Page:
# Simple Machines Outline Notes PP ```Simple Machines Outline
Notes
Pages 124-135
 There are 6 basic kinds of simple machines: the inclined plane,
the wedge, the screw, the lever, the wheel and axle, and the
pulley.
1. Inclined Plane
 Inclined plane: flat, sloped surface
 Example: ramp
A. How It Works
 Allows you to exert you input force over a longer distance
 You can determine the ideal mechanical advantage of an
inclined plane by dividing the length of the incline by its height.
 Ideal mechanical advantage = length of incline &divide; height of
incline
2. Wedge
 Wedge: device that is thick at one end and tapers to a thin edge
at the other end.
 Examples: zipper, knife
A. How It Works
 Input forces exerted on a wedge causes the output forces to
push the wedge into the object.
 The ideal mechanical advantage of a wedge is determined by
dividing the length of the wedge by its width.
 The longer and thinner a wedge is, the greater its mechanical
3. Screws
 Screw: inclined plane wrapped around a cylinder
 Examples: threads in a jar lid, bolt
A. How It Works
 Threads of a screw act like an inclined place to increase the
distance over which you exert the input force
 The ideal mechanical advantage of a screw is the length around
the threads divided by the length of the screw.
4. Levers
 Lever: rigid bar that is free to pivot or rotate on a fixed point
 Fulcrum: fixed point that a lever pivots around
A. How It Works
 When you push down, you exert an input force on the handle
which pivots on the fulcrum.
 The ideal mechanical advantage of a lever is determined by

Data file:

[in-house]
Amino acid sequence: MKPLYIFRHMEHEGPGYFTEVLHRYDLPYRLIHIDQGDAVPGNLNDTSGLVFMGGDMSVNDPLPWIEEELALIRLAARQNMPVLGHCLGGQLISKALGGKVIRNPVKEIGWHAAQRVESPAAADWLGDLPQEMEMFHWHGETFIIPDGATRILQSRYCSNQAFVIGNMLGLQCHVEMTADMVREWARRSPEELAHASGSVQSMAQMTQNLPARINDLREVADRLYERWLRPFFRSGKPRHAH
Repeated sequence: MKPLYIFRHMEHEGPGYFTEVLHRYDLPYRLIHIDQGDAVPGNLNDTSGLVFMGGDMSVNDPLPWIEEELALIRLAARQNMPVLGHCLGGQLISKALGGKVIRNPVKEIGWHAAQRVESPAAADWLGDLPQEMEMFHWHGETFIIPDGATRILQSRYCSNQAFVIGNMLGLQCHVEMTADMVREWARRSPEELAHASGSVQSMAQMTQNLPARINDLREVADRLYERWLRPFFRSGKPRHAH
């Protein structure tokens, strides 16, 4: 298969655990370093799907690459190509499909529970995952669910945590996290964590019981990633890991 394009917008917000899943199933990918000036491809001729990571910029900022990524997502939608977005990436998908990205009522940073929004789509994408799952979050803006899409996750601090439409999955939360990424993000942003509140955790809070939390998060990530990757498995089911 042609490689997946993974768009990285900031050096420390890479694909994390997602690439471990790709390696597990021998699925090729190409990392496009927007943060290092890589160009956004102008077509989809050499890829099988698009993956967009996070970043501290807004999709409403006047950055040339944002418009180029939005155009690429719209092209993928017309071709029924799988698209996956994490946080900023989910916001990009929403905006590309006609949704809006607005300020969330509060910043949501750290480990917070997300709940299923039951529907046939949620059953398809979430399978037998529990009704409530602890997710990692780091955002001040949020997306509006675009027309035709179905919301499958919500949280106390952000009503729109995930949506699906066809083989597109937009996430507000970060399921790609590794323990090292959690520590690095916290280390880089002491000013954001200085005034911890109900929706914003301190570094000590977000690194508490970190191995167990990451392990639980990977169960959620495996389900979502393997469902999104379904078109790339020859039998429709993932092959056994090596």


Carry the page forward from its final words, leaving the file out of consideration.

dividing the distance from the fulcrum to the input force by the
distance from the fulcrum to the output force.
 Ideal mechanical advantage = distance from fulcrum to input force
&divide; distance from fulcrum to output force
C. Different Types of Levers
 1st class: always change the
direction of the input force
 2nd class: increase force but do
not change the direction of the
input force
 3rd class: increase distance but do
not increase the direction of the
input force
5. Wheel and Axle
 Wheel and axle: simple machine made of 2 circular objects
fastened together that rotate about a common axis
 Examples: screw driver, doorknob
A. How It Works
 Increases to your force but you must exert your force over a
long distance.
 You can find the ideal mechanical advantage of a wheel and
axle by dividing the radius of the wheel by the radius of the
axle.
6. Pulley
 Pulley: simple machine made of a grooved wheel with a rope or
cable wrapped around it
A. How It Works
 You use a pulley by pulling on one end of the rope.
 Pulleys can decrease the amount of input force needed to lift
an object or it can change the direction of your input force.
B. Types of Pulleys
 There are 3 types of pulleys: a fixed pulley (attached to a
structure), a moveable pulley (attached to the object you are
moving), and a block and tackle (combination of a fixed an a
moveable pulley).
 The ideal mechanical advantage of a pulley is equal to the
number of sections of rope that support the object.
7. Simple Machines in the Body
A. Living Levers
 Most of the machines in your body are levers that consist of
bones and muscles.
B. Working Wedges